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CSCI 5454 - Algorithms - Spring 2015

Problem Set #1
Due: Wed, Feb 4th

1. In each of the following situations, indicate whether f = O(g), or f = (g), or both


(in which case f = (g)).
(a) f(n) = n1.01, g(n) = n
(b) f(n) = lg n, g(n) = ln n
(c) f(n) = 2n, g(n) = 3n
2. The text spends a lot of time talking about fib(200). Compute this number exactly
using Python. Submit your code listing along with the value of fib(200), on paper.
3. Consider the following Python function:
def find(a, target):
x = 0
y = len(a)
while x < y:
m = (x+y)/2
if a[m] < target:
x = m+1
elif a[m] > target:
y = m
else:
return m
return -1

Suppose list a has n elements and is sorted. Using () notation, what is the best case
running time as function of n? Using () notation, what is the worst case running
time as function of n?
4. Modify the find function from problem 4 by changing the 5th line from m =
(x+y)/2 to m = (2*x+y)/3; now answer the same questions given in problem 3.
5. Consider this sorting algorithm, written in Python:
def bsort(a):
swapped = True
while swapped:
swapped = False

for i in range(0, len(a)-1):


if a[i] > a[i+1]:
a[i], a[i+1] = a[i+1], a[i]
swapped = True

(a) Is this sort randomized or deterministic?


(b) What is the shape of the best-case input?
(c) Using notation, what is the best-case running time of this program?
(d) What is the shape of the worst-case input?
(e) Using notation, what is the worst-case running time of this program?
6. Consider this sorting algorithm, written in Python:
import random
def luckysort(a):
sorted = False
while not sorted:
random.shuffle(a)
sorted = True
for i in range(0, len(a)-1):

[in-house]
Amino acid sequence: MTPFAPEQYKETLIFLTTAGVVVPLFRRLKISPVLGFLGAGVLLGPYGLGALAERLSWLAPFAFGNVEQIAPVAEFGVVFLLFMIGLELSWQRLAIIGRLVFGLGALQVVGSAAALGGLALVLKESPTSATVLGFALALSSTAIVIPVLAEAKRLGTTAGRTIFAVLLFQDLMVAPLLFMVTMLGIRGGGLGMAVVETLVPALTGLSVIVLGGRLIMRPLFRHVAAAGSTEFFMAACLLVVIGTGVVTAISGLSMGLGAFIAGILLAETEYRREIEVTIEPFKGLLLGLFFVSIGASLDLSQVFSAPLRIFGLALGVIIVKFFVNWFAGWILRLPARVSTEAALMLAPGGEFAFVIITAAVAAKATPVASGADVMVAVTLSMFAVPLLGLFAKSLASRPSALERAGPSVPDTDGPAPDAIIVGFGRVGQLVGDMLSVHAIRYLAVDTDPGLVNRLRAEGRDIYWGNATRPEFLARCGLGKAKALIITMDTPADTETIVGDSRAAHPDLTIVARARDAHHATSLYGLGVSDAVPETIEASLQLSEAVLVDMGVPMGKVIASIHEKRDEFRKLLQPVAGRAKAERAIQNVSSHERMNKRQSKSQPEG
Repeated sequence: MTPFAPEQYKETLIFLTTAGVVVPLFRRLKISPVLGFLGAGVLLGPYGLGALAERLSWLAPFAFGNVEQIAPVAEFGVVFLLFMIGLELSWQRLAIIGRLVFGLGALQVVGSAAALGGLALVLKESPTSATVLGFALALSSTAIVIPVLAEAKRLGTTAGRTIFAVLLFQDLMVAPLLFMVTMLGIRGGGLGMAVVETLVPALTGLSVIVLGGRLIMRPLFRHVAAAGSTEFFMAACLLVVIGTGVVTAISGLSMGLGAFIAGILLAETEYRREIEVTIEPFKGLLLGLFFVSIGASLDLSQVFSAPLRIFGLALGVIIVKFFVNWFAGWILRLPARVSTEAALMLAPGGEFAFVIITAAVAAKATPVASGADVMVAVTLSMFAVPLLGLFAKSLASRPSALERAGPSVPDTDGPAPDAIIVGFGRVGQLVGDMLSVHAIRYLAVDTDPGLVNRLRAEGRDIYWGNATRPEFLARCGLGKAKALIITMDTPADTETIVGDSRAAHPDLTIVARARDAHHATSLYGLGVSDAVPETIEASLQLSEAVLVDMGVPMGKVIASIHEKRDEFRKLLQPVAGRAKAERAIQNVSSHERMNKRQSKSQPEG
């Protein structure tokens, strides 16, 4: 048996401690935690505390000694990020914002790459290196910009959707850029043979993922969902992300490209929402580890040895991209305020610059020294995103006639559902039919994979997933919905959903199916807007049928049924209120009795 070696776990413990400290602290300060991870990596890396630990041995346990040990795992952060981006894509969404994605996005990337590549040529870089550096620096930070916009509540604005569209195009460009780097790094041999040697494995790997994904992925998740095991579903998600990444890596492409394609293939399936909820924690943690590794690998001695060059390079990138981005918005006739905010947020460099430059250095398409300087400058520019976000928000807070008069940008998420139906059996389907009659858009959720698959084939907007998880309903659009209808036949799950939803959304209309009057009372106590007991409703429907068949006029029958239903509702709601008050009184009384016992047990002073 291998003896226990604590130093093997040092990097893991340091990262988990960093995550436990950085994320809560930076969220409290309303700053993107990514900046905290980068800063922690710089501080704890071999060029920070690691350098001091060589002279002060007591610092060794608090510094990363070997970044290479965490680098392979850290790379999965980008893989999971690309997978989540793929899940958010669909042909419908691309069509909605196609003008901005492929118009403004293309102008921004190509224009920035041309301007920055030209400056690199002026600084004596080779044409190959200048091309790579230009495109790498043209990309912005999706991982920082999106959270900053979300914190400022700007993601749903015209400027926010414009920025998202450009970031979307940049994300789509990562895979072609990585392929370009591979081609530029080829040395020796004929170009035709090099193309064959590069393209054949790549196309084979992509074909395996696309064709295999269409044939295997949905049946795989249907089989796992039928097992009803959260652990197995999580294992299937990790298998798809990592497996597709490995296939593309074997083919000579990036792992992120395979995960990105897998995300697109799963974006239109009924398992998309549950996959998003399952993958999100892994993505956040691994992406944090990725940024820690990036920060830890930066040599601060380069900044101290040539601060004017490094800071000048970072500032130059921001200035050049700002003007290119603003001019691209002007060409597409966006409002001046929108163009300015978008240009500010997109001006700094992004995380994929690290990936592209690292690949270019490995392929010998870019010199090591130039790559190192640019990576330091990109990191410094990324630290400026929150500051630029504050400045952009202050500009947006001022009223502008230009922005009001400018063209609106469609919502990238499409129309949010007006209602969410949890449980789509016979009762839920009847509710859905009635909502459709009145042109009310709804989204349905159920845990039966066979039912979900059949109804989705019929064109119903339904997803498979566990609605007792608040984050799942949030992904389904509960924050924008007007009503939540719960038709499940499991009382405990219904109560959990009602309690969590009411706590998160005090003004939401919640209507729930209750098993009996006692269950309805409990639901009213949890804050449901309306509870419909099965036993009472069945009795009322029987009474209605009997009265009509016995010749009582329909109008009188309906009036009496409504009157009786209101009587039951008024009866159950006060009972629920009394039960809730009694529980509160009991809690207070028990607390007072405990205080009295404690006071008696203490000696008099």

if a[i] > a[i+1]:
sorted = False

You may assume the input array a contains distinct elements.


(a) Is this sort randomized or deterministic?
(b) What is the shape of the best-case input?
(c) Using notation, what is the best-case running time of this program?
(d) What is the shape of the worst-case input?
(e) Using notation, what is the worst-case running running time of this program?
(f) Using notation, what is the expected running time of this program?

CSCI 5454 - Algorithms - Spring 2015

Problem Set #2
Due: 1pm, Feb 18th, 2015

1. Suppose you wanted to determine if a decimal number is divisible by 101. Give a


quick method for doing this. (Hint: convert the number to base-100 by grouping pairs
of digits together.) Justify your answer.
2. Text problem 1.12. Use only paper. Show your work.
3. Text problem 1.13. Use only paper. Show your work.
4. One of the largest naturally-occurring integer constants we know of
is M=808017424794512875886459904961710757005754368000000000. This is the
size of an object of mathematics that is just there (humans didn't invent it).
Just for fun, compute MMmod22015. Use a computer for this one; include source code
with your solution.
5. Text problem 1.18. Show your work.
6. Suppose I have an n-bit positive integer N stored in memory in binary, and I want
to print it. What is the running time to print N if
(a) I output N in hexadecimal?
(b) I output N in binary?
(c) I output N in unary?

CSCI 5454 - Algorithms - Spring 2015


Problem Set #3
Due: 1pm, Feb 25th, 2015

1. Text problem 1.16.

2. Text problem 1.20. Do not use a computer; show your work.


3. Write a python function nextprime(i) to find the next prime i. What
is nextprime(2015**50)? Include the answer along with your source code.
4. Using your code from above, write a python program that computes the average
distance from a random 100-digit integer to the nextprime after it. Use 1 thousand
samples to obtain your average. In other words, define a function getrand100() that
generates random 100-digit random positive integers and let s=getrand100(); then
compute the average value of nextprime(s)-s using 1000 samples. Include source
code with your answer.
CSCI 5454 - Algorithms - Spring 2015
Problem Set #4

Due: 1pm, Mar 9th, 2015

1. Text problem 2.4. Justify your answer.